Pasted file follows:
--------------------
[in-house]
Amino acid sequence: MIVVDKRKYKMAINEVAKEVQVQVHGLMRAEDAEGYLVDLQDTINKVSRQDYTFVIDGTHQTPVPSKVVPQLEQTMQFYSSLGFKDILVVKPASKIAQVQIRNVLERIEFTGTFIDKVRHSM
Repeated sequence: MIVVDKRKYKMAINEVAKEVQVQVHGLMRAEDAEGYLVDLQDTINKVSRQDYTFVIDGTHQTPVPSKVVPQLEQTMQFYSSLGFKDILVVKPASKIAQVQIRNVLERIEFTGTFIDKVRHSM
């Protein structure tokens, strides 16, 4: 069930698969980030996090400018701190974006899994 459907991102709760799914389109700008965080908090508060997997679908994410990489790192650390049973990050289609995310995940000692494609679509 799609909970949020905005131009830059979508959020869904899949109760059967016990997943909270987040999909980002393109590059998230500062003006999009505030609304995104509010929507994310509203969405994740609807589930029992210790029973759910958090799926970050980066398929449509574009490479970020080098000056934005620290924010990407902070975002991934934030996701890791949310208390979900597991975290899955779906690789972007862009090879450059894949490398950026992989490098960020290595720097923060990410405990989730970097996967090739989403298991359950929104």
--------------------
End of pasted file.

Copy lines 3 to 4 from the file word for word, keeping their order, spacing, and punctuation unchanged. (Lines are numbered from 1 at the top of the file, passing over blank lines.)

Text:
Repeated sequence: MIVVDKRKYKMAINEVAKEVQVQVHGLMRAEDAEGYLVDLQDTINKVSRQDYTFVIDGTHQTPVPSKVVPQLEQTMQFYSSLGFKDILVVKPASKIAQVQIRNVLERIEFTGTFIDKVRHSM
């Protein structure tokens, strides 16, 4: 069930698969980030996090400018701190974006899994 459907991102709760799914389109700008965080908090508060997997679908994410990489790192650390049973990050289609995310995940000692494609679509 799609909970949020905005131009830059979508959020869904899949109760059967016990997943909270987040999909980002393109590059998230500062003006999009505030609304995104509010929507994310509203969405994740609807589930029992210790029973759910958090799926970050980066398929449509574009490479970020080098000056934005620290924010990407902070975002991934934030996701890791949310208390979900597991975290899955779906690789972007862009090879450059894949490398950026992989490098960020290595720097923060990410405990989730970097996967090739989403298991359950929104």